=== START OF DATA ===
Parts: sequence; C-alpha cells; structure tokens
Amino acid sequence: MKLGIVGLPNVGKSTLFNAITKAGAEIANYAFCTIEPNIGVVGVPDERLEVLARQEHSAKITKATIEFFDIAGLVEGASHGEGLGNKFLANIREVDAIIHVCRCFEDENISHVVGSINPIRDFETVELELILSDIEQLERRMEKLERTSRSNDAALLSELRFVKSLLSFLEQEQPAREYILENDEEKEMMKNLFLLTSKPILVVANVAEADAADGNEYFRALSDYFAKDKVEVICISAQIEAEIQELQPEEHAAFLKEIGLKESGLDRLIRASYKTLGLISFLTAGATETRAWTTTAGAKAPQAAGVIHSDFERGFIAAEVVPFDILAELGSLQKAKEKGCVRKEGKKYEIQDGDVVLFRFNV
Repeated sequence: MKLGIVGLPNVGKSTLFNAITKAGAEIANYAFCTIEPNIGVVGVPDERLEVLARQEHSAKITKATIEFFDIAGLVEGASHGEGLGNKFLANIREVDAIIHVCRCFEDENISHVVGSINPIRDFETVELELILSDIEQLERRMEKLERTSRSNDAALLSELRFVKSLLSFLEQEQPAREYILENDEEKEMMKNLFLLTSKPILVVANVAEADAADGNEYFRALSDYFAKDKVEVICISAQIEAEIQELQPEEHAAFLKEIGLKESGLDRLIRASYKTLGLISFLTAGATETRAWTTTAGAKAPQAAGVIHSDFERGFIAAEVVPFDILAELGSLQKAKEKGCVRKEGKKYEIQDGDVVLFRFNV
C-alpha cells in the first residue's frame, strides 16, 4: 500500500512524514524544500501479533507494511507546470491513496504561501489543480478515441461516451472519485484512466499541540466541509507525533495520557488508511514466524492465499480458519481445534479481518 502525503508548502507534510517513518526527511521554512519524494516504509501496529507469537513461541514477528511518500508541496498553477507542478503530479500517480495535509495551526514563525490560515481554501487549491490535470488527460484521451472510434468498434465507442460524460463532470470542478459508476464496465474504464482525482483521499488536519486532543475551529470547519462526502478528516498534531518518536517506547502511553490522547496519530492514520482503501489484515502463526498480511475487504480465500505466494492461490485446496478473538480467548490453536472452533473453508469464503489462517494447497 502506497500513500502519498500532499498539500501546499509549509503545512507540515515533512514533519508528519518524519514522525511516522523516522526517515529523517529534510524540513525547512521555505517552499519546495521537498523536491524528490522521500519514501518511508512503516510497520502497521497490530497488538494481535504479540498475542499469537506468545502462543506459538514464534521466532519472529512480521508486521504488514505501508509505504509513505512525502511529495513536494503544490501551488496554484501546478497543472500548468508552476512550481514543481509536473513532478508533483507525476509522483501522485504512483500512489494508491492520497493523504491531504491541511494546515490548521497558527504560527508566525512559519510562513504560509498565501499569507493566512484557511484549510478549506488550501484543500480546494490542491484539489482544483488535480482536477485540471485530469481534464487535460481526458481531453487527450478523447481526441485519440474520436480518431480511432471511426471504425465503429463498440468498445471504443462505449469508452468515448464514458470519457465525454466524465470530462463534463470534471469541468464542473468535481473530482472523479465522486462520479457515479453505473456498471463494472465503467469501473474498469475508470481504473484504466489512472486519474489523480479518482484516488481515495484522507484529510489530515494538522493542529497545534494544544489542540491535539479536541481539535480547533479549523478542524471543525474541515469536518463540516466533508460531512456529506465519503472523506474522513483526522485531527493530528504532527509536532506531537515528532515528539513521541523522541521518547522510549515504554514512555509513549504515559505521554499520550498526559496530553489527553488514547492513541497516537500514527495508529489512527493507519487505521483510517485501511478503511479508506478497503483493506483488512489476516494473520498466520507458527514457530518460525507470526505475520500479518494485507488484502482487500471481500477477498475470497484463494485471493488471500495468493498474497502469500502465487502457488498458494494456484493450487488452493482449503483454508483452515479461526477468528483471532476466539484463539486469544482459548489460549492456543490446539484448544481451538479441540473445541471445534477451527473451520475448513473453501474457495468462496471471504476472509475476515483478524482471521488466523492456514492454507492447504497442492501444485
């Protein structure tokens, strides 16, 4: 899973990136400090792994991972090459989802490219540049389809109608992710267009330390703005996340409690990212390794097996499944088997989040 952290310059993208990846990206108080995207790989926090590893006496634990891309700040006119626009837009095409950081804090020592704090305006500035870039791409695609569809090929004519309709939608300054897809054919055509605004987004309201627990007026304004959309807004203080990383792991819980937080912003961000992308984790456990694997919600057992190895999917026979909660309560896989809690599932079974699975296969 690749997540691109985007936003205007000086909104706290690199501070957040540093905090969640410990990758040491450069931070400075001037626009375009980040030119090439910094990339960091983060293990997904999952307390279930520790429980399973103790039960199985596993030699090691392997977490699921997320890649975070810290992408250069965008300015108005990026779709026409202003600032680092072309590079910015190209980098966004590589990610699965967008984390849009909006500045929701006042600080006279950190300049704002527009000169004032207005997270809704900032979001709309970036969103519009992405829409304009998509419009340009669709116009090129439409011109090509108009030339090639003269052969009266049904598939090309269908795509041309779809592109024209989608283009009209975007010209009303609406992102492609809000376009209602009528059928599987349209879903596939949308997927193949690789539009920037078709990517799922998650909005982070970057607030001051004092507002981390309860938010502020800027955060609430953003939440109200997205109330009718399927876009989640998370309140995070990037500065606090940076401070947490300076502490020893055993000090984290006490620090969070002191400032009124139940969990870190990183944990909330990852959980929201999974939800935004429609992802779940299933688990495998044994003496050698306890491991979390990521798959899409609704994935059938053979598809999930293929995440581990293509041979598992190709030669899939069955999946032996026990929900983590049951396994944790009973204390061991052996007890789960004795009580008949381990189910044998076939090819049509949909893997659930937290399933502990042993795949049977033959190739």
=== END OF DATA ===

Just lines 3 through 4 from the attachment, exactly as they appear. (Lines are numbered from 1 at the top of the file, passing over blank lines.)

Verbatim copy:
Repeated sequence: MKLGIVGLPNVGKSTLFNAITKAGAEIANYAFCTIEPNIGVVGVPDERLEVLARQEHSAKITKATIEFFDIAGLVEGASHGEGLGNKFLANIREVDAIIHVCRCFEDENISHVVGSINPIRDFETVELELILSDIEQLERRMEKLERTSRSNDAALLSELRFVKSLLSFLEQEQPAREYILENDEEKEMMKNLFLLTSKPILVVANVAEADAADGNEYFRALSDYFAKDKVEVICISAQIEAEIQELQPEEHAAFLKEIGLKESGLDRLIRASYKTLGLISFLTAGATETRAWTTTAGAKAPQAAGVIHSDFERGFIAAEVVPFDILAELGSLQKAKEKGCVRKEGKKYEIQDGDVVLFRFNV
C-alpha cells in the first residue's frame, strides 16, 4: 500500500512524514524544500501479533507494511507546470491513496504561501489543480478515441461516451472519485484512466499541540466541509507525533495520557488508511514466524492465499480458519481445534479481518 502525503508548502507534510517513518526527511521554512519524494516504509501496529507469537513461541514477528511518500508541496498553477507542478503530479500517480495535509495551526514563525490560515481554501487549491490535470488527460484521451472510434468498434465507442460524460463532470470542478459508476464496465474504464482525482483521499488536519486532543475551529470547519462526502478528516498534531518518536517506547502511553490522547496519530492514520482503501489484515502463526498480511475487504480465500505466494492461490485446496478473538480467548490453536472452533473453508469464503489462517494447497 502506497500513500502519498500532499498539500501546499509549509503545512507540515515533512514533519508528519518524519514522525511516522523516522526517515529523517529534510524540513525547512521555505517552499519546495521537498523536491524528490522521500519514501518511508512503516510497520502497521497490530497488538494481535504479540498475542499469537506468545502462543506459538514464534521466532519472529512480521508486521504488514505501508509505504509513505512525502511529495513536494503544490501551488496554484501546478497543472500548468508552476512550481514543481509536473513532478508533483507525476509522483501522485504512483500512489494508491492520497493523504491531504491541511494546515490548521497558527504560527508566525512559519510562513504560509498565501499569507493566512484557511484549510478549506488550501484543500480546494490542491484539489482544483488535480482536477485540471485530469481534464487535460481526458481531453487527450478523447481526441485519440474520436480518431480511432471511426471504425465503429463498440468498445471504443462505449469508452468515448464514458470519457465525454466524465470530462463534463470534471469541468464542473468535481473530482472523479465522486462520479457515479453505473456498471463494472465503467469501473474498469475508470481504473484504466489512472486519474489523480479518482484516488481515495484522507484529510489530515494538522493542529497545534494544544489542540491535539479536541481539535480547533479549523478542524471543525474541515469536518463540516466533508460531512456529506465519503472523506474522513483526522485531527493530528504532527509536532506531537515528532515528539513521541523522541521518547522510549515504554514512555509513549504515559505521554499520550498526559496530553489527553488514547492513541497516537500514527495508529489512527493507519487505521483510517485501511478503511479508506478497503483493506483488512489476516494473520498466520507458527514457530518460525507470526505475520500479518494485507488484502482487500471481500477477498475470497484463494485471493488471500495468493498474497502469500502465487502457488498458494494456484493450487488452493482449503483454508483452515479461526477468528483471532476466539484463539486469544482459548489460549492456543490446539484448544481451538479441540473445541471445534477451527473451520475448513473453501474457495468462496471471504476472509475476515483478524482471521488466523492456514492454507492447504497442492501444485